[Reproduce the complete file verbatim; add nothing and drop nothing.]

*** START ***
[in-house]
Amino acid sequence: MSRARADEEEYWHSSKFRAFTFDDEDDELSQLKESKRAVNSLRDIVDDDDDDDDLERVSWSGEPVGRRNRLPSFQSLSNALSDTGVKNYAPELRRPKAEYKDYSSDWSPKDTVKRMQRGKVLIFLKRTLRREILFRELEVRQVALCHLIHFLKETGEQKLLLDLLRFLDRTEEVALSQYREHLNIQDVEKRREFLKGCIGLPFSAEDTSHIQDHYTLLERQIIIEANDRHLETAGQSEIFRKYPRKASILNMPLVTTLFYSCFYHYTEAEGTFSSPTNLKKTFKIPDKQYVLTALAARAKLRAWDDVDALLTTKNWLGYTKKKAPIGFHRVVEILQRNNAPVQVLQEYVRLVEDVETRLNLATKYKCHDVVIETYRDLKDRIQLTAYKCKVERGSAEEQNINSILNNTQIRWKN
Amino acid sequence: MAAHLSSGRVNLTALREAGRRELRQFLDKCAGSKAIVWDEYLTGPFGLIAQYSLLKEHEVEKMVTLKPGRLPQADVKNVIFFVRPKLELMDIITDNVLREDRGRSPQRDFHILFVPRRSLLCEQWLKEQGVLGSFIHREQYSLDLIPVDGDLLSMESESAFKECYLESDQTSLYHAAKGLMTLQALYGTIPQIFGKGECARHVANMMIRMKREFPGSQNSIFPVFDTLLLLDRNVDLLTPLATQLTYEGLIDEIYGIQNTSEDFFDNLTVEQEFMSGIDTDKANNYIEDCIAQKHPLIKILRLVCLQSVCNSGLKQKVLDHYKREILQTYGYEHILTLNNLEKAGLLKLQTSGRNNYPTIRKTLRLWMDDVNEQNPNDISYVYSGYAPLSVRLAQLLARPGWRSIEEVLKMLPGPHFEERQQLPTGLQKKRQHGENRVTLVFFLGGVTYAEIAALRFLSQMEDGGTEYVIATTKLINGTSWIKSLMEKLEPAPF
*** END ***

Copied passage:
[in-house]
Amino acid sequence: MSRARADEEEYWHSSKFRAFTFDDEDDELSQLKESKRAVNSLRDIVDDDDDDDDLERVSWSGEPVGRRNRLPSFQSLSNALSDTGVKNYAPELRRPKAEYKDYSSDWSPKDTVKRMQRGKVLIFLKRTLRREILFRELEVRQVALCHLIHFLKETGEQKLLLDLLRFLDRTEEVALSQYREHLNIQDVEKRREFLKGCIGLPFSAEDTSHIQDHYTLLERQIIIEANDRHLETAGQSEIFRKYPRKASILNMPLVTTLFYSCFYHYTEAEGTFSSPTNLKKTFKIPDKQYVLTALAARAKLRAWDDVDALLTTKNWLGYTKKKAPIGFHRVVEILQRNNAPVQVLQEYVRLVEDVETRLNLATKYKCHDVVIETYRDLKDRIQLTAYKCKVERGSAEEQNINSILNNTQIRWKN
Amino acid sequence: MAAHLSSGRVNLTALREAGRRELRQFLDKCAGSKAIVWDEYLTGPFGLIAQYSLLKEHEVEKMVTLKPGRLPQADVKNVIFFVRPKLELMDIITDNVLREDRGRSPQRDFHILFVPRRSLLCEQWLKEQGVLGSFIHREQYSLDLIPVDGDLLSMESESAFKECYLESDQTSLYHAAKGLMTLQALYGTIPQIFGKGECARHVANMMIRMKREFPGSQNSIFPVFDTLLLLDRNVDLLTPLATQLTYEGLIDEIYGIQNTSEDFFDNLTVEQEFMSGIDTDKANNYIEDCIAQKHPLIKILRLVCLQSVCNSGLKQKVLDHYKREILQTYGYEHILTLNNLEKAGLLKLQTSGRNNYPTIRKTLRLWMDDVNEQNPNDISYVYSGYAPLSVRLAQLLARPGWRSIEEVLKMLPGPHFEERQQLPTGLQKKRQHGENRVTLVFFLGGVTYAEIAALRFLSQMEDGGTEYVIATTKLINGTSWIKSLMEKLEPAPF